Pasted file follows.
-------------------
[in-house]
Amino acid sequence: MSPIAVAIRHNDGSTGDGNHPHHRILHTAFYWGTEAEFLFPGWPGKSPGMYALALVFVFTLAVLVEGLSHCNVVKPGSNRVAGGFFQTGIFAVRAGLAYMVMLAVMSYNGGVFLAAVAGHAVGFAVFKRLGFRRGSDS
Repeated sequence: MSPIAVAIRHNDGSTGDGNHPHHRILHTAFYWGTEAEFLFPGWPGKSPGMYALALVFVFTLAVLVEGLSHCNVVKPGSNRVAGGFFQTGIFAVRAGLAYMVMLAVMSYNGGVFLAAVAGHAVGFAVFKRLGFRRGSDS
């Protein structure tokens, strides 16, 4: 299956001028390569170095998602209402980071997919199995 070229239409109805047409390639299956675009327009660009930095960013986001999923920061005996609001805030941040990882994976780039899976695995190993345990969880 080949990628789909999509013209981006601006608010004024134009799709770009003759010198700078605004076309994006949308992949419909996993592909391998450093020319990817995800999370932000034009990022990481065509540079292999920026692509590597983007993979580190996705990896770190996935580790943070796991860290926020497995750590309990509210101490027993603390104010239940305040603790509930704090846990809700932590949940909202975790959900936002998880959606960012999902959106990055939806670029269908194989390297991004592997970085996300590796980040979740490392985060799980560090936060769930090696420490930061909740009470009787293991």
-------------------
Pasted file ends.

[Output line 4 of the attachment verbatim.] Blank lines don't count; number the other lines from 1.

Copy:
């Protein structure tokens, strides 16, 4: 299956001028390569170095998602209402980071997919199995 070229239409109805047409390639299956675009327009660009930095960013986001999923920061005996609001805030941040990882994976780039899976695995190993345990969880 080949990628789909999509013209981006601006608010004024134009799709770009003759010198700078605004076309994006949308992949419909996993592909391998450093020319990817995800999370932000034009990022990481065509540079292999920026692509590597983007993979580190996705990896770190996935580790943070796991860290926020497995750590309990509210101490027993603390104010239940305040603790509930704090846990809700932590949940909202975790959900936002998880959606960012999902959106990055939806670029269908194989390297991004592997970085996300590796980040979740490392985060799980560090936060769930090696420490930061909740009470009787293991």